[NB: during the Orlando nightclub shooting in 2016, Rosa’s ideal scenario was if she could pump the secondary shooter’s picture into the system, and analytics at the edge could flag out which locations the secondary shooter was seen. (Rather than to bring all the video feeds in and analyze in the cloud/data center, which would slow things down). However, she found that current capabilities did not allow for that.]

CC: Perfect. So any big lessons learned these past couple of days, or what you’ve learned that can benefit you back at work?

KT: I think one of the dominant themes of a smart city conference in the U.S. is how are you going to pay for this digital infrastructure.

In Singapore we are prudent with how we spend but I think we are fortunate that we have the resources to build some of these things. But what I really took away is that even if you have the resources, you have to have discipline of thinking about the economics of it.

I really appreciated the discussions like Chicago collaborating with the university, or San Jose working with a company that’s willing to sponsor a lot of these sensor deployments, or even companies like Civic Connect, which are saying “well, our funders are okay for us to pay for this free of charge to the city as long as we have a business model which will reap the benefits”. I think in Singapore we will benefit a lot from thinking about this economic discipline, just as the U.S. is forced to do. I think that was one of my main takeaways.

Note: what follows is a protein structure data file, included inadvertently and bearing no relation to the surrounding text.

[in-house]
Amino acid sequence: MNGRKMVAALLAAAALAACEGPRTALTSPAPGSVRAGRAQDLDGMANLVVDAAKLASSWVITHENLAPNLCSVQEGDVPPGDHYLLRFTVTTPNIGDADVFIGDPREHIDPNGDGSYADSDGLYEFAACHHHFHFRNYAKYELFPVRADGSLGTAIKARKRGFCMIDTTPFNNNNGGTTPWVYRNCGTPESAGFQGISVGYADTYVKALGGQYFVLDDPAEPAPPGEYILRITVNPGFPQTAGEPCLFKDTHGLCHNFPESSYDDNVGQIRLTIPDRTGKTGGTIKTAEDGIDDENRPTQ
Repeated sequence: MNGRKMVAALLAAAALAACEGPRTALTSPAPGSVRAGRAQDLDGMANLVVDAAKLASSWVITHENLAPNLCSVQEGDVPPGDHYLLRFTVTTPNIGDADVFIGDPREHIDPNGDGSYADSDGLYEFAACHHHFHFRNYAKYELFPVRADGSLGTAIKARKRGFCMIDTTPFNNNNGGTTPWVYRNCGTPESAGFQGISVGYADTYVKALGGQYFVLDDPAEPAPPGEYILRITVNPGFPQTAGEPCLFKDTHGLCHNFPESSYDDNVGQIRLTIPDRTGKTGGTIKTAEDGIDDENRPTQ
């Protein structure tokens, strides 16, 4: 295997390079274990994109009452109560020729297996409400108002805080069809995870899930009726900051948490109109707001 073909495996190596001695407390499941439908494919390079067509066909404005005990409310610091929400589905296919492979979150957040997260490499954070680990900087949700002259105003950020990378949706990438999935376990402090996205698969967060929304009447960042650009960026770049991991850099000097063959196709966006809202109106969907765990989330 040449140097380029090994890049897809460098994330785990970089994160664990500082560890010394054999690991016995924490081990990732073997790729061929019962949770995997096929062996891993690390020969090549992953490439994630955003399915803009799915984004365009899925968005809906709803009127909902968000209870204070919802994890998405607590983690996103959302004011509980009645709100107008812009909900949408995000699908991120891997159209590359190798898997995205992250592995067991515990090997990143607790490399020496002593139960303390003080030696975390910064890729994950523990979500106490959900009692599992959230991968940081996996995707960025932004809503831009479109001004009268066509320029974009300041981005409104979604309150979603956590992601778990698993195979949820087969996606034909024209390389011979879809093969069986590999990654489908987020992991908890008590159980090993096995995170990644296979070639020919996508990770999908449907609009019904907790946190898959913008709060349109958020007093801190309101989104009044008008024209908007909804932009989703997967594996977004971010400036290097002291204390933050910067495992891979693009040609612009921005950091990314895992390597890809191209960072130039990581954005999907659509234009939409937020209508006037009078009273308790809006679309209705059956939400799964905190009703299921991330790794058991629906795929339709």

However I also think that the government cannot run away from paying for some of these services. It cannot completely be left to the private sector because of this idea of digital inclusion. Fundamentally, the government needs to be able to ensure that use cases which will not yield economic returns will still be accounted for. Who else could do that in society? 

[Another key takeaway that I did not mention in the interview concerned privacy in smart cities. All cities – especially American – want to change the narrative that lumps “surveillance” with “data collection”. CIOs recognize that if there is the capacity to identify people for serious crimes such as terrorism, there is the capacity to identify anyone else. Hence the issue is not about limiting our capacity to do identify people through video footage, but ensuring predictability, accountability and transparency in how the data is used.